Relax, You’re Going to Die by Tai Sheridan

Relax, You're Going to DieRelax, You’re Going to Die by Tai Sheridan

My rating: 3 of 5 stars

If you’ve been following my reviews of Tai Sheridan, this is the third of his little ebooks, and for once I believe I’ve read something in order!

Buddha in Blue Jeans tackles the concept of sitting quietly with yourself, followed by Secrets of True Happiness, which I believe if you sit quietly enough you’ll start to contemplate what true happiness actually means. Beyond that is the concept of life and death, which is what this book tackles.

In another series of chapter-like poems ( I think I have it right this time!) he walks through the connection between life and death, while we are living we are also dying, and touches every so slightly on the role that religion plays in life and death.

Buddhists believe in reincarnation, so there is a whisper of that within the poems, but there is also nature, our ego, and even the universe and cosmos to consider. There are many things going on with our dance from life to death to consider, and this little ebook takes you there.

Get it on Amazon

Secrets of True Happiness by Tai Sheridan

Secrets of True HappinessSecrets of True Happiness by Tai Sheridan

My rating: 3 of 5 stars

Another, very short, ebook from the Buddhist author, Tai Sheridan. This one is a little less straight forward than the other book, Sitting Quietly. This is one is more about our outlook onto the world rather than just sitting in it.

Again, with short, poem-like chapters, the author works through some of our greatest fears (death, fear, anger) and puts forth experiencing aliveness and big love into ourselves in order to become truly happy. He also has a short verse on the cyclical nature of “wanting”.

To me, it feels like this book is a step beyond Sitting Quietly, a deeper dive into our thoughts and nature to find deeper meaning and emotion. Or it could be just an interesting little ebook to get you thinking again about life and the meaning of the universe.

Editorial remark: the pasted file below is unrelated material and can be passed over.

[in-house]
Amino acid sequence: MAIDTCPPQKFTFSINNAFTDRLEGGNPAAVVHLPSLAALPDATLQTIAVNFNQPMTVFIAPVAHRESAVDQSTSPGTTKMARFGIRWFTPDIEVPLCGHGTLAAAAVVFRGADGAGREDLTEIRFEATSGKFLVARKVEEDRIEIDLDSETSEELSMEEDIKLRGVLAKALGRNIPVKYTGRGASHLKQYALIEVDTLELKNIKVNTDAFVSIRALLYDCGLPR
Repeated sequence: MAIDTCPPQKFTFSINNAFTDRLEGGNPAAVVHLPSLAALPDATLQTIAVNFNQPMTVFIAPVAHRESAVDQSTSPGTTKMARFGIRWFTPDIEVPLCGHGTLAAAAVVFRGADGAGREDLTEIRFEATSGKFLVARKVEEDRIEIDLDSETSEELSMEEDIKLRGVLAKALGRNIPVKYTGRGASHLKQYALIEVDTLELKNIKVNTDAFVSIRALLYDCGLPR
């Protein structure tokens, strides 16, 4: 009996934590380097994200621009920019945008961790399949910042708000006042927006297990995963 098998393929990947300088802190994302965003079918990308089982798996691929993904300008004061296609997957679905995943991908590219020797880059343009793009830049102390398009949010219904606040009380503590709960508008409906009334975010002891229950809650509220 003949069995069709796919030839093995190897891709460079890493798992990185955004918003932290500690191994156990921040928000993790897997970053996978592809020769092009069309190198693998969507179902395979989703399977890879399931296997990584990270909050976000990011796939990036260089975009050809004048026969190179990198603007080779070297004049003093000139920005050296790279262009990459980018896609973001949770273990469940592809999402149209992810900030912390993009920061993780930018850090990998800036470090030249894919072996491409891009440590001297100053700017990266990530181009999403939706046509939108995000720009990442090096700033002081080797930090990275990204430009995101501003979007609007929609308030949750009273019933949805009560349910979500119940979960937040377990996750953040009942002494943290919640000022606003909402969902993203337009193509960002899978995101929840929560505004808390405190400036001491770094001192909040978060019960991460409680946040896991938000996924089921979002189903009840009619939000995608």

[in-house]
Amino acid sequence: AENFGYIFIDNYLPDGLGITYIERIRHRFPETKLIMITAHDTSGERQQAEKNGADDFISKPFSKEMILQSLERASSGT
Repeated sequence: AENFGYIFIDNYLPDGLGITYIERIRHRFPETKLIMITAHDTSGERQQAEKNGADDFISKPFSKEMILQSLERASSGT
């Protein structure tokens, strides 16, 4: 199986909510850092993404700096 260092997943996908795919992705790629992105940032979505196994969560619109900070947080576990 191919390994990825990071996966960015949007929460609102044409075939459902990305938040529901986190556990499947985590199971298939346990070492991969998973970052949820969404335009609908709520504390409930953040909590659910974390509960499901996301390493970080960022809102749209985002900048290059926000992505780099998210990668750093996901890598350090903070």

Get it on Amazon

Buddha in Blue Jeans by Tai Sheridan

Buddha in Blue Jeans: An Extremely Short Simple Zen Guide to Sitting Quietly and Being BuddhaBuddha in Blue Jeans: An Extremely Short Simple Zen Guide to Sitting Quietly and Being Buddha by Tai Sheridan

My rating: 3 of 5 stars

The title is aptly descriptive, it is a short ebook. I think I read it in 15 minutes, but that’s not really the point of this book. This book is a lesson in sitting quietly with yourself, which is something many of us humans have trouble doing, myself included.

This book is separated into tiny, poem-like chapters, the first one essentially explaining the basics of sitting quietly. The rest of the chapters help you work through what happens when you sit quietly, what to do with those pesky emotions, a wandering mind, and existential crises.

It’s written by a Buddhist, but it is written in such a way as to be appropriate for all religions or lack thereof. Anyone could benefit from this and that’s essentially why the author wrote it!

Get it on Amazon

Put the Cat in the Oven Before You Describe the Kitchen by Jake Vander-Ark

Put the Cat In the Oven Before You Describe the Kitchen: A Concise, No-Bull Guide To Writing FictionPut the Cat In the Oven Before You Describe the Kitchen: A Concise, No-Bull Guide To Writing Fiction by Jake Vander-Ark

My rating: 3 of 5 stars

I wouldn’t really call this a guide to writing, but I would call it a worthy read. The author puts forth some “rules” to writing, some basic, some more advanced. Most of the rules you’ll find in other writing books. I’ll give an example.

The first “rule” is: Show, don’t tell. Which is a universal tip for writing better. Showing your audience something is always more exciting than just having a character rattle off a monologue about his/her life. It goes on from there, with a few book recommendations and references to the author’s own work.

I also want to say, that it seems almost every author so far writes a book about writing to help promote their work. Just an observation here. It’s a pretty good book though, short and to the point, without a lot of self-promotion (it doesn’t go overboard).

Get it on Amazon

Daring Greatly by Brene Brown

Daring Greatly: How the Courage to Be Vulnerable Transforms the Way We Live, Love, Parent, and LeadDaring Greatly: How the Courage to Be Vulnerable Transforms the Way We Live, Love, Parent, and Lead by Brené Brown

My rating: 5 of 5 stars

I’ve wanted to say that I’m reading this book for work, but in reality it’s inspired by work. I’m in a leadership program and one session was based around Brene Brown’s working on rumbling with vulnerability. Thanks to the virus this year, our sessions are on hold but we were encouraged to keep pursuing our leadership skills, so I found Daring Greatly at my e-library.

I started out reading this book thinking it’s a purely leadership book, especially based on the name “Daring Greatly”, but it’s so much more than that. It’s learning how to be yourself, and sometimes that can be uncomfortable, but that’s okay too.

She does have individual chapters on leadership and parenting, but this book goes so much further than that. Brene talks about her research, and what it means to be Wholehearted. It was an eye-opening book that goes into our day to day lives and teaches how to dare greatly. I loved it.

Get it on Amazon

Love Your Life, Not Theirs by Rachel Cruze